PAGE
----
...in 1758, 4,500 British troops under the command of Jeffrey Amherst camped on Boston Common before setting off to fight the French. Newly promoted to Major-General, Amherst had recently engineered an important British victory at Louisburg in Nova Scotia. He would go on to win battles at Ticonderoga and Crown Point on Lake Champlain and play a critical role in dislodging the French from North America. Amherst's accomplishments made him a hero on both sides of the Atlantic. He was given the highest rank in the British Army, as well as a title. American colonists honored him by naming towns and schools after him. His best-known namesakes are the town of Amherst, Massachusetts, and the college founded there in 1821.
Jeffrey Amherst was already a hero when he and his men left Boston for Quebec in September of 1758.
Born in England in 1717, Amherst entered the British army at the not atypical age of 14. Although he was reasonably successful in his early career, it came as a surprise when in 1758 Prime Minister William Pitt promoted him to Major-General and put him in command of over 14,000 British troops. His mission was simple but daunting; he was charged with capturing the French stronghold of Louisburg on Cape Breton Island. Displacing the French from Louisburg would give the British a great strategic advantage on the American front.
Amherst's composure and perseverance served him well. After a two-month siege, the French surrendered on July 27, 1758. This would prove to be the turning point in the French and Indian War, or what Europeans more accurately called the Seven Years' War.
Having earned Pitt's, and the people's, confidence, Amherst was given command of all British troops in North America. Less than two months after the victory at Louisburg, he and his men left Boston for New France. They moved north from Albany towards Quebec, attacking French forts along the way. On July 27, 1759, exactly one year after his triumph at Louisburg, Amherst captured Fort Ticonderoga. Over the next year, he would play a vital role in the campaign to take control of Canada, which ended when the French surrendered Montreal on September 8, 1760.
Hostilities between the English and native people did not cease with the end of the French and Indian War. During an uprising in 1763 known as Pontiac's Rebellion, Amherst was involved in what is considered the first documented attempt at biological warfare in North America. The general proposed to one of his senior officers that they infect the attacking Indians by giving them blankets infected with smallpox. "Could it not be contrived to send the small pox among the disaffected tribes of Indians? We must on this occasion use every stratagem in our power to reduce them," he wrote in June 1763. A month later, he reiterated: "You will do well to inoculate the Indians by means of blankets, as well as every other method that can serve to extirpate this execrable race."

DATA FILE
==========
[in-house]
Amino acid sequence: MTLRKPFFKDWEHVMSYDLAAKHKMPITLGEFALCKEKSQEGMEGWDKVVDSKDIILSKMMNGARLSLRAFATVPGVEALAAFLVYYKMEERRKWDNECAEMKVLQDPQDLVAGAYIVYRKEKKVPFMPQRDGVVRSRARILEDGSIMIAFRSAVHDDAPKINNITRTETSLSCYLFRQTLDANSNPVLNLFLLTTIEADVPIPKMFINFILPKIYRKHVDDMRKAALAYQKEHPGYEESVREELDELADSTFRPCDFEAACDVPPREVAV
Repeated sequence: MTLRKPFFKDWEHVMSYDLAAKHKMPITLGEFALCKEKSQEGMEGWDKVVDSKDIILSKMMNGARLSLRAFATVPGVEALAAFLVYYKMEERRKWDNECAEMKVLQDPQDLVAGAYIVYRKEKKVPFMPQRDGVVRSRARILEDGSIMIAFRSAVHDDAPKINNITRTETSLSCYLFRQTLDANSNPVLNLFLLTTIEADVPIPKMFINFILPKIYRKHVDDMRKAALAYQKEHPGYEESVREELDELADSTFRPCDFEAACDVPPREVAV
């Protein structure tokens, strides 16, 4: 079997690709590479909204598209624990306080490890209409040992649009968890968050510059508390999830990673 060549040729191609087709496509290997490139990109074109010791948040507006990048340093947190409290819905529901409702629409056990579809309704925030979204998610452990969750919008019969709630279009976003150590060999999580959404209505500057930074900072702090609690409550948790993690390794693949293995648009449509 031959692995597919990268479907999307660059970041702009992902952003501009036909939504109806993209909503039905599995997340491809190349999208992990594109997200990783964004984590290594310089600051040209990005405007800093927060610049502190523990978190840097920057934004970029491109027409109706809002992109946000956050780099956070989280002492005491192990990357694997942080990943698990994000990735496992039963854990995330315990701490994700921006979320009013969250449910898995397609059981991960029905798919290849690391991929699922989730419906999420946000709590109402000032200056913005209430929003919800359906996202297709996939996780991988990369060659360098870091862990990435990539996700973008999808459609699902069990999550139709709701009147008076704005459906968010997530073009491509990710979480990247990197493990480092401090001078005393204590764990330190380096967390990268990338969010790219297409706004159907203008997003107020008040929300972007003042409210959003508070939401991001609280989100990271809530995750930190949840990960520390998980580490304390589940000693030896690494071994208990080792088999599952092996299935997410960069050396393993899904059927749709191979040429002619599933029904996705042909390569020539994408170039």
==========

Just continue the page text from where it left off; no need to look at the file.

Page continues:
Apparently, however, Amherst was not aware that the commander at Fort Pitt in Pennsylvania had already attempted this very tactic. He had given representatives of the besieging Delawares two blankets and a handkerchief that had been exposed to smallpox. While Indians in the area did indeed come down with smallpox, it is unclear how many of them (if any) contacted the disease as a result of the infected blankets. The dread disease was already present in the environs and may have been spread to the natives by their own warriors returning from attacks on infected white settlements. There is no doubt that British soldiers attempted to infect their Indian enemies with smallpox, but there is no evidence as to whether or not the attempt was successful.
With the defeat of Pontiacs's Rebelion, the king bestowed titles and promotions on Amherst. "Lord Jeff" became Governor of Virginia and then in 1778 Commander in Chief of the British Army. The American colonists found their own ways to honor the military hero. Several New England towns took his name, most notably Amherst, Massachusetts. When people living in the eastern half of the overcrowded Connecticut Valley town of Hadley formed themselves into a new district in 1759, they called it Amherst, in recognition of Lord Jeff. The district was incorporated as a town in 1775.
The village was a center for education early on. In 1814 Amherst Academy, a three-story brick preparatory school, opened. It enrolled around 200 boys and girls a year from Amherst and surrounding towns, including, in the 1840s, the future poet Emily Dickinson, whose father was one of Amherst's leading citizens.
In November of 1817, the Academy's trustees formed a committee to consider founding a college where young men with little or no money could study for the Christian ministry. What began as the Amherst Collegiate Institution in 1821 would become Amherst College only four years later. The first 25 graduates would receive degrees in 1825. For the next 150 years, all students at the elite college would be male. The first women were not admitted until 1975.
Amherst has been the home of another institution of higher learning since 1863, when the legislature chartered the Massachusetts Agricultural School, now the flagship campus of the University of Massachusetts. In 1972 a new college was founded within the town borders Hampshire College.
Dictionary of American Biography.
Essays on Amherst's History, ed. by Theodore P. Greene (The Vista Trust, 1978).